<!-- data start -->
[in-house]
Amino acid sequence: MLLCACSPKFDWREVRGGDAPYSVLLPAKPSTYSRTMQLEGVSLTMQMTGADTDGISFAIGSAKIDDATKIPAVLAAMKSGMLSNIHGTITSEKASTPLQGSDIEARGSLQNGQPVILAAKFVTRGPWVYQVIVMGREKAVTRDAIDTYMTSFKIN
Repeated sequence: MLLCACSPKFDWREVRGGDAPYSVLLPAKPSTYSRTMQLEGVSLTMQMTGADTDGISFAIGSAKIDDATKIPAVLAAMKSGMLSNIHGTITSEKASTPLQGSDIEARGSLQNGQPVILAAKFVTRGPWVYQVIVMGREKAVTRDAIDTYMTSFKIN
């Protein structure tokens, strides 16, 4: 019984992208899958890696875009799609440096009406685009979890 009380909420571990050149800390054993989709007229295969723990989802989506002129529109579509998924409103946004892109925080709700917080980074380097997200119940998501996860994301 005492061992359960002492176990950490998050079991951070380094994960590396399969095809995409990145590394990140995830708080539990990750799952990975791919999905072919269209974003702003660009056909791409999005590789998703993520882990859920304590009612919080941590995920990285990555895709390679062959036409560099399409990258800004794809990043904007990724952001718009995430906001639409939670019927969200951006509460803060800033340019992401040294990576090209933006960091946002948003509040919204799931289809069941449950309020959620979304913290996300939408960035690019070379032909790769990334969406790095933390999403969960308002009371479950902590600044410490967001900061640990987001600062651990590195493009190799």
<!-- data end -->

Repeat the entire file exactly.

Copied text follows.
[in-house]
Amino acid sequence: MLLCACSPKFDWREVRGGDAPYSVLLPAKPSTYSRTMQLEGVSLTMQMTGADTDGISFAIGSAKIDDATKIPAVLAAMKSGMLSNIHGTITSEKASTPLQGSDIEARGSLQNGQPVILAAKFVTRGPWVYQVIVMGREKAVTRDAIDTYMTSFKIN
Repeated sequence: MLLCACSPKFDWREVRGGDAPYSVLLPAKPSTYSRTMQLEGVSLTMQMTGADTDGISFAIGSAKIDDATKIPAVLAAMKSGMLSNIHGTITSEKASTPLQGSDIEARGSLQNGQPVILAAKFVTRGPWVYQVIVMGREKAVTRDAIDTYMTSFKIN
């Protein structure tokens, strides 16, 4: 019984992208899958890696875009799609440096009406685009979890 009380909420571990050149800390054993989709007229295969723990989802989506002129529109579509998924409103946004892109925080709700917080980074380097997200119940998501996860994301 005492061992359960002492176990950490998050079991951070380094994960590396399969095809995409990145590394990140995830708080539990990750799952990975791919999905072919269209974003702003660009056909791409999005590789998703993520882990859920304590009612919080941590995920990285990555895709390679062959036409560099399409990258800004794809990043904007990724952001718009995430906001639409939670019927969200951006509460803060800033340019992401040294990576090209933006960091946002948003509040919204799931289809069941449950309020959620979304913290996300939408960035690019070379032909790769990334969406790095933390999403969960308002009371479950902590600044410490967001900061640990987001600062651990590195493009190799």